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David Hill
David Hill
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Fusion-io Makes SSDs More Affordable

Solid state drive (SSD) technology is generally expected to grow in importance in enterprise-class storage as the performance tier of choice. In fact, over time, while tier 1 FibreChannel (FC) and serial-attached SCSI (SAS) drives will not be entirely displaced. The SSD market will bifurcate into a performance tier and a capacity tier that will coordinate with each other.

By David Hill and Jim Handy
Solid state drive (SSD) technology is generally expected to grow in importance in enterprise-class storage as the performance tier of choice. In fact, over time, while tier 1 FibreChannel (FC) and serial-attached SCSI (SAS) drives will not be entirely displaced, tier 0 SSD storage will be used for applications where performance is a paramount objective and tier 2 SATA drives will be used increasingly for applications where price—and not performance—is the primary consideration. That means that the SSD market will bifurcate into a performance tier and a capacity tier that will coordinate with each other.

There is still some question over when this will take place. Would-be users are still trying to figure out how to efficiently optimize SSD.  Many others are trying to understand when it makes sense to adopt this new technology. However, the biggest inhibitor to the adoption of SSDs remains cost. On a per gigabyte basis SSDs are much more expensive (about 20X) than hard disk drives (HDDs).

The economic case for SSDs in the enterprise is instead built using a different measure: Price per IOPS. For example, to achieve very high performance in an HDD-based system, data center managers will often use parallelism, spreading data over many spindles, increasing IOPS but resulting in a lot of unused capacity.  SSDs are inherently much faster than HDDs, so a single unit with less total capacity can effectively replace numerous lightly utilized drives. This is especially true when "short stroking" is applied reducing usable capacity to less than 20% of an HDD for a relatively small IOPS gain.  Usually the single SSD will carry a smaller price tag than the total price of all the HDDs it replaces.

Some argue, nonetheless, that SSD prices are falling so quickly that it is inevitable that they will reach a price-per-gigabyte crossover with enterprise-class HDDs in the near future.  This comes from a misperception about how quickly flash memory prices can fall.  Although flash SSD prices recently fell faster than HDD prices, such falls are not sustainable. Over the long run SSD gigabyte prices will remain about 20X that of an HDD, so any case based on price per gigabyte will continue to pose a challenge. From this perspective price vs. performance will always be the key justification for the use of SSDs in enterprise data centers. Of course, steep price drops will always temporarily improve the business case for SSDs. This is simply Economics 101 and price elasticity.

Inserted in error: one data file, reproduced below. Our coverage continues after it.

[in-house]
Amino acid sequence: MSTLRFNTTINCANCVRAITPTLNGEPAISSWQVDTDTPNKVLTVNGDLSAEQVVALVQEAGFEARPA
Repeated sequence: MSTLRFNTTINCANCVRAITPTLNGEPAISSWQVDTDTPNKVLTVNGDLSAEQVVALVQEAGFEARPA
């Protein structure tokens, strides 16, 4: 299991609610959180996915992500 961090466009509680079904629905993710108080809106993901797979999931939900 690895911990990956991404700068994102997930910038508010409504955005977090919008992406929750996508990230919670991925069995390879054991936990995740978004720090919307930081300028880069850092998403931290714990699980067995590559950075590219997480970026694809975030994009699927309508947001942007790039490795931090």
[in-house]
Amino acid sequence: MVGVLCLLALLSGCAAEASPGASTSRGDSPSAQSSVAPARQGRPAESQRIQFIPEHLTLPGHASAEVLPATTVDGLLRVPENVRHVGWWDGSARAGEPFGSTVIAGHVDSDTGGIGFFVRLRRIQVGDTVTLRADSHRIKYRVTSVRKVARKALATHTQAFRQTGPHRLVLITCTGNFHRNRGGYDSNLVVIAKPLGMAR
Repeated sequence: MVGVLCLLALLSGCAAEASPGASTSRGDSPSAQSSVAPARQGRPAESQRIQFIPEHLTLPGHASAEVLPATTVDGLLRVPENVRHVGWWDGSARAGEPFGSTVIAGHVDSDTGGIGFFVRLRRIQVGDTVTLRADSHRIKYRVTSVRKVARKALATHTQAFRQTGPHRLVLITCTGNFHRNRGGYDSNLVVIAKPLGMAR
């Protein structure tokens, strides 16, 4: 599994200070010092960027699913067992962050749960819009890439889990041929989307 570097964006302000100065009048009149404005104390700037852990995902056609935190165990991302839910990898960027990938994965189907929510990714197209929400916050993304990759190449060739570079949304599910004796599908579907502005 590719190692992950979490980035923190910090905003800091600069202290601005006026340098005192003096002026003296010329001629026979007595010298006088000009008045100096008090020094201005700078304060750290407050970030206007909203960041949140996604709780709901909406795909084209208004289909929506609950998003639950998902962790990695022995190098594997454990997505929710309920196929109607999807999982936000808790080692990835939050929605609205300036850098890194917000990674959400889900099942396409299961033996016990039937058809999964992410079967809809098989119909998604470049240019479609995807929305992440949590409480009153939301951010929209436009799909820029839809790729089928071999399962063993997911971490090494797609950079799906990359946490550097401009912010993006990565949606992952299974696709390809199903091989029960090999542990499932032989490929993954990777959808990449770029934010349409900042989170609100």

SSD vendor Fusion-io believes that it has found a way to significantly reduce the price of enterprise-class flash memory devices without reducing  performance or compromising reliability by using what it calls Single-mode Multi-Level Cell (SMLC) technology, which uses multi-level cell (MLC) flash memory technology at the chip level. This compares with standard enterprise-class flash memory which uses single-level cell (SLC). Raw MLC technology is consumer-grade flash memory (which is what you find in removable USB drives) which trades off a much lower cost structure for higher capacity, with as much as 10 times lower endurance than SLC technology.  

David Hill is principal of Mesabi Group LLC, which focuses on helping organizations make complex IT infrastructure decisions simpler and easier to understand. He is the author of the book "Data Protection: Governance, Risk Management, and Compliance." View Full Bio
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